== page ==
Christ the Redeemer Anglican Church
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This is the third part of a series on what we love about Anglicanism. The first part, on the gospel-centrality of Anglicanism, is here. The second part, on Anglicanism's high view of Scripture, is here.
3. Anglicanism Embraces the Sacraments
The third reason we love Anglicanism is that it embraces God’s work through the sacraments. You might be asking, what is a sacrament? According to our Prayer Book, a sacrament is “[a]n outward and visible sign of an inward and spiritual grace given unto us; ordained by Christ himself, as a means whereby we receive this grace, and a pledge to assure us thereof.” So, a sacrament has four parts. First, it includes an outward and visible sign. Second, it includes an inward and spiritual grace given unto us. Third, it causes internally what it signifies externally: the outward sign was ordained by Christ as a means by which we actually receive the grace represented by that sign. Finally, it is a pledge to assure us of the foregoing.
In response to this, some might ask: why would God use physical means to give us His grace? Aren’t we spiritual beings who worship only in spirit? Because God is invisible and wants to be known (Romans 1:20-21), He has used visible means to convey His attributes to mankind in creation. God’s pattern of using physical substances to convey spiritual reality did not end with creation, however. God has employed physical things as avenues for mercies, as evidenced by Naaman’s washing in the Jordan, Moses’ rod splitting the Red Sea, and the trumpet blasts at Jericho. These actions (i.e. washing in water, touching a rod to the sea), in and of themselves, are powerless, and yet, God has invested them with power symbolically and sacramentally to accomplish His purposes.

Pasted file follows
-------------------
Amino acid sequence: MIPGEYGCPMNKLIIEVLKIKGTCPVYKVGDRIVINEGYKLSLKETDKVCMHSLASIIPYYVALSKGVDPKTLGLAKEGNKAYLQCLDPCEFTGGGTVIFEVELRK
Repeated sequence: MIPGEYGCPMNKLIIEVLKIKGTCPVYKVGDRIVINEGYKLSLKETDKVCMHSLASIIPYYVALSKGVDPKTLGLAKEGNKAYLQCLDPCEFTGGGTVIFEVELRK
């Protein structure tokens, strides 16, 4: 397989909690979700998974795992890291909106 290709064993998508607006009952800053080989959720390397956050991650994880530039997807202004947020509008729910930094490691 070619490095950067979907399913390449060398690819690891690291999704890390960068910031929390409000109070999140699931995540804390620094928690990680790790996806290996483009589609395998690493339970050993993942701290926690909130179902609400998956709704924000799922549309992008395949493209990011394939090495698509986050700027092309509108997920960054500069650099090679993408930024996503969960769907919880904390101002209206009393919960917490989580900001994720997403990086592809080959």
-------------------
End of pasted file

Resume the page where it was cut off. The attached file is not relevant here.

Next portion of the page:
As our priest has frequently said, we are not simply “brains on a stick.” Our whole being—soul and body—needs saving. To treat Christianity as a merely an intellectual exercise is to risk falling into Gnosticism, which treats the material world as sinful and salvation as lying in doctrinal understanding and assent. The sacraments, then, speak to both our souls and our bodies. They signify in a sense what God actually conveys by His grace by symbolizing what God intends to do for us. God uses physical material to say to our bodies what His Word says to our souls, and, because we are body and soul, these physical and spiritual communications are joined in the sacraments, which have both physical and spiritual components.
To be clear, the Anglican position is not that the inward grace is conveyed automatically, without qualification. Instead, while a sacrament may be validly performed, it will not be effective without faith. God, in fact, gives grace and works through the sacraments, but the grace conveyed in the sacrament will only be effective in the life of one approaching the sacrament in faith.
While there has been a debate between Protestants and Catholics (and even between Protestants) as to how many sacraments there are, all sides agree that the two major sacraments are Baptism and Holy Communion. In Baptism, the outward and visible sign is the water in which the person is baptized. The inward and spiritual grace is “a death unto sin, and a new birth, unto righteousness; whereby we are made the children of grace.” Thus, the Anglican position is that baptism is an outward sign that actually conveys the inward graces of regeneration, death unto sin, and adoption. In Holy Communion, the outward and visible sign is the Bread and Wine. The Body and Blood of Christ, who is truly, sacramentally present in the Bread and Wine, are the inward part of the sacrament. And through this sacrament, God strengthens and refreshes our souls by the Body and Blood of Christ, as our bodies are strengthened and refreshed by the Bread and the Wine.
Most Anglicans celebrate Holy Communion every week, and we love to do so, because we know that God is at work! And this is another reason we love Anglican Christianity!
Learn more about Anglican Christianity.